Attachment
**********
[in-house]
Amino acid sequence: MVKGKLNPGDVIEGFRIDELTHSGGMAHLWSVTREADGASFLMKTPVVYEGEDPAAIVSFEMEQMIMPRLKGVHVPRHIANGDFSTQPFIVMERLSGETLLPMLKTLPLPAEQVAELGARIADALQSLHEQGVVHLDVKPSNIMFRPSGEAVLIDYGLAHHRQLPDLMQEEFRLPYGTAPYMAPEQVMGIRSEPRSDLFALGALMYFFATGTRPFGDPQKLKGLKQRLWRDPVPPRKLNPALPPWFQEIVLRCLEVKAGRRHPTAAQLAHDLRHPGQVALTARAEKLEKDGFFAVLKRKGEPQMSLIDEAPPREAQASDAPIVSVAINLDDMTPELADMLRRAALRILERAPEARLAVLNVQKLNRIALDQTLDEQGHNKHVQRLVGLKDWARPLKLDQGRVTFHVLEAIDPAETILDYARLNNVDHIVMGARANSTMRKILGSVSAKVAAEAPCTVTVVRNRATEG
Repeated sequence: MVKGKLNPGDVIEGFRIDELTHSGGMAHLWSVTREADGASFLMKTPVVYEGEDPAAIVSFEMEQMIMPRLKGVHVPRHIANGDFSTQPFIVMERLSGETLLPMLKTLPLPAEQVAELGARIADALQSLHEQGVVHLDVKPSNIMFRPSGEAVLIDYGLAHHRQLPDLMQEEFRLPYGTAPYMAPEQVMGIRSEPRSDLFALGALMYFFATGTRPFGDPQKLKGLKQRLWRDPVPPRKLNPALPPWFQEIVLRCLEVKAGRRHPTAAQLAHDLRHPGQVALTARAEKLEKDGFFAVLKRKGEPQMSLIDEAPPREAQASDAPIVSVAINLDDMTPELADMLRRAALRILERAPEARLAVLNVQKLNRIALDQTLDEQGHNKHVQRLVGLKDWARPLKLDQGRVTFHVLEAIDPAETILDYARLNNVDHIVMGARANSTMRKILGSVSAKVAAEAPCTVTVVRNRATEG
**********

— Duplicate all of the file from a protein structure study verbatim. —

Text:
[in-house]
Amino acid sequence: MVKGKLNPGDVIEGFRIDELTHSGGMAHLWSVTREADGASFLMKTPVVYEGEDPAAIVSFEMEQMIMPRLKGVHVPRHIANGDFSTQPFIVMERLSGETLLPMLKTLPLPAEQVAELGARIADALQSLHEQGVVHLDVKPSNIMFRPSGEAVLIDYGLAHHRQLPDLMQEEFRLPYGTAPYMAPEQVMGIRSEPRSDLFALGALMYFFATGTRPFGDPQKLKGLKQRLWRDPVPPRKLNPALPPWFQEIVLRCLEVKAGRRHPTAAQLAHDLRHPGQVALTARAEKLEKDGFFAVLKRKGEPQMSLIDEAPPREAQASDAPIVSVAINLDDMTPELADMLRRAALRILERAPEARLAVLNVQKLNRIALDQTLDEQGHNKHVQRLVGLKDWARPLKLDQGRVTFHVLEAIDPAETILDYARLNNVDHIVMGARANSTMRKILGSVSAKVAAEAPCTVTVVRNRATEG
Repeated sequence: MVKGKLNPGDVIEGFRIDELTHSGGMAHLWSVTREADGASFLMKTPVVYEGEDPAAIVSFEMEQMIMPRLKGVHVPRHIANGDFSTQPFIVMERLSGETLLPMLKTLPLPAEQVAELGARIADALQSLHEQGVVHLDVKPSNIMFRPSGEAVLIDYGLAHHRQLPDLMQEEFRLPYGTAPYMAPEQVMGIRSEPRSDLFALGALMYFFATGTRPFGDPQKLKGLKQRLWRDPVPPRKLNPALPPWFQEIVLRCLEVKAGRRHPTAAQLAHDLRHPGQVALTARAEKLEKDGFFAVLKRKGEPQMSLIDEAPPREAQASDAPIVSVAINLDDMTPELADMLRRAALRILERAPEARLAVLNVQKLNRIALDQTLDEQGHNKHVQRLVGLKDWARPLKLDQGRVTFHVLEAIDPAETILDYARLNNVDHIVMGARANSTMRKILGSVSAKVAAEAPCTVTVVRNRATEG